Drawbacks of the duvet day
Idleness could be encouraged, and also a lack of responsibility for overindulgence the night before might become the norm in the workplace. If the duvet day does not offer any additional perks to retain staff, then perhaps it isn’t right for your company.
Adding duvet days to your business
To add duvet days to your business you need to think of how you will make it work and also the steps you need to take to implement it. Below is a checklist of things you need to think about:
Implementing a Duvet Day Policy – new and existing employees
Number of days (majority of employers offer two per year)
But what is the difference between a mental health day and a duvet day?
A duvet day in essence is a day that is taken when you are not sick but would like a day to rest and recharge yourself. Mental health days are a sick day and employers are encouraged to treat time of work because of mental health the same as days taken off for physical health problems.
While it may be easier for an employee to take a duvet day or say they have food poising to avoid having a conversation about mental health, all employees should be encouraged to talk to their employer to allow for potential reasonable adjustments.
Sickness absence management
Having an employee call in sick is frustrating but inevitable. Employees will have sickness at some time and be unable to attend the work place. Stress as a reason for sickness is difficult to manage and it is on the increase, sick notes being extended and long-term sickness situations can be frustrating to manage. Frustration can come from feeling there is nothing that you can do about this, but there is.
A bit of fun to start our working week! It is safe to say that we can all pretty much agree that Monday is not the most exciting day of a week, and it is always hard to get back into the swing of things at work after a nice relaxing weekend.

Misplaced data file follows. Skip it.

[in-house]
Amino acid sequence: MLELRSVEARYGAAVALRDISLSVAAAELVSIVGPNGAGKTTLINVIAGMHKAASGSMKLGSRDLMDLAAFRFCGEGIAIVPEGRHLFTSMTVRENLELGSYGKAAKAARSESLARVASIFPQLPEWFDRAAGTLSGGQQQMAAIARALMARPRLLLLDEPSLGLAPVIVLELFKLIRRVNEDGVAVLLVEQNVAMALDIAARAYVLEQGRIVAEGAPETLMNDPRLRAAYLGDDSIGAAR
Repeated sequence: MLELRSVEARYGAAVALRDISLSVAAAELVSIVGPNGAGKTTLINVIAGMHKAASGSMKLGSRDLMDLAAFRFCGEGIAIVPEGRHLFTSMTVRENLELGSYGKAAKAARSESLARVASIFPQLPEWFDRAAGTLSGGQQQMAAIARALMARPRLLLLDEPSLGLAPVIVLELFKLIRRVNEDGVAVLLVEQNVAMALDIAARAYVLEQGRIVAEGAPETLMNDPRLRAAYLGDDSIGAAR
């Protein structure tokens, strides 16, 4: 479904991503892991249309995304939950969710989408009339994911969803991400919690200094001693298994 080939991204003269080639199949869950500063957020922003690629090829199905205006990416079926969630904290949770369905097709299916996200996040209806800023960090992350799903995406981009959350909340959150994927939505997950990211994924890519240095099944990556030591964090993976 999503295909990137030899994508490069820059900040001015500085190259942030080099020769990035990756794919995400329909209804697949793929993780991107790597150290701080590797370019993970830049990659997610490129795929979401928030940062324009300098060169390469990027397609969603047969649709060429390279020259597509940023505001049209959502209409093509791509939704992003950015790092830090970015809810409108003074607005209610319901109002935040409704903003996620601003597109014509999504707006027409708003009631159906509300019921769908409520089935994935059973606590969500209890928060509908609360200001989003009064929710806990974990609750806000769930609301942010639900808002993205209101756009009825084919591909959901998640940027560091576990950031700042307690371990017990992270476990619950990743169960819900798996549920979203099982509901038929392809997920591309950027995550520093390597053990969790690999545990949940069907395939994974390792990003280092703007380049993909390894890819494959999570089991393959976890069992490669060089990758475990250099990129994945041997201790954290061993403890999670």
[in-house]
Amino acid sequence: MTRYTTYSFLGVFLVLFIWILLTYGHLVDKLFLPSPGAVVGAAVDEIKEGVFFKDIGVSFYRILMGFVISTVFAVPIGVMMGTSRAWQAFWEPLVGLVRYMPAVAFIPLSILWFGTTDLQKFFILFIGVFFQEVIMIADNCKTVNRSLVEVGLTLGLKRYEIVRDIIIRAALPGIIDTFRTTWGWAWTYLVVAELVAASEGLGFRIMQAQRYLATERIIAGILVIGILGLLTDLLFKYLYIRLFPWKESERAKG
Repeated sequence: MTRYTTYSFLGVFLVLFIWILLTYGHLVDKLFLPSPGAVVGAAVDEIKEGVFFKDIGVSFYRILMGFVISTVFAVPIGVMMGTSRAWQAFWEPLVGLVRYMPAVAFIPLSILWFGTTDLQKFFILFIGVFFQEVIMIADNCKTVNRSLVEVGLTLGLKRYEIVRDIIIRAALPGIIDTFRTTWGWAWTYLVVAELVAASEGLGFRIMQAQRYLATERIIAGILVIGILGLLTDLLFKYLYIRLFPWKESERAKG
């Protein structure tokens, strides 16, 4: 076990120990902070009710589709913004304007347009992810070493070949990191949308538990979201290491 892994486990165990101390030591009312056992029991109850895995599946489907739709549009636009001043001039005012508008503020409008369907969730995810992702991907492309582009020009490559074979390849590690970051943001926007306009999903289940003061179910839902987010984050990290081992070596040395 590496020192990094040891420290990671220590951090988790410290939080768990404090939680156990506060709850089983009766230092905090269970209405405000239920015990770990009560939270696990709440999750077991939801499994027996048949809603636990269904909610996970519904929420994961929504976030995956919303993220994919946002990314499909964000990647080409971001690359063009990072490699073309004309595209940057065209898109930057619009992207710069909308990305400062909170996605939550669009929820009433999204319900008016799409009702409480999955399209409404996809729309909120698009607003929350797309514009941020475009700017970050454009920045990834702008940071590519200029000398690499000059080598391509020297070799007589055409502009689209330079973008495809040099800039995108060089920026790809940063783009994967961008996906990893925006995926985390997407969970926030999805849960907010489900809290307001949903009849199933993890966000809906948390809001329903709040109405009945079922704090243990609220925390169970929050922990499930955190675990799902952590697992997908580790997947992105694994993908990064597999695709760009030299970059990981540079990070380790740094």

Today is labelled “Blue Monday” which is officially declared as the most depressing day of the year (unless you really didn’t grab that essential Black Friday purchase of course!)
“Women are working more, men are understanding their value as caregivers, women are primary breadwinners—I mean, we could go on and on and on. Things are different. So we can’t keep operating like everything is the same, and that’s what many of us have done. And I think it’s up to us to change the conversation.”
As an HR Consultant, if I had £1 for every time a client said to me that “flexible working is only for parents” I would be a very wealthy lady!
The most common question my clients ask is “how can flexible working help my business?” so if you are thinking just that, then read on!
Whilst flexible working is traditionally associated with working parents, we must acknowledge that the world of work is changing and with that, we are seeing a shift in the demographic in society (a third of workers will be over 50 by the end of 2020) therefore the myth around flexible working being just for parents, is simply that, just a myth! Now everyone has the right to request their employer to work more flexibly, which means that change for businesses is inevitable.
Every year we see different HR trends emerge as organisations switch their mindsets to “new year, new plan”. With this, HR are often at the heart of organisation strategies to implement these changes to help them achieve an enhanced company culture, improved their employee experience and of course achieve the much-desired sparkly employer brand.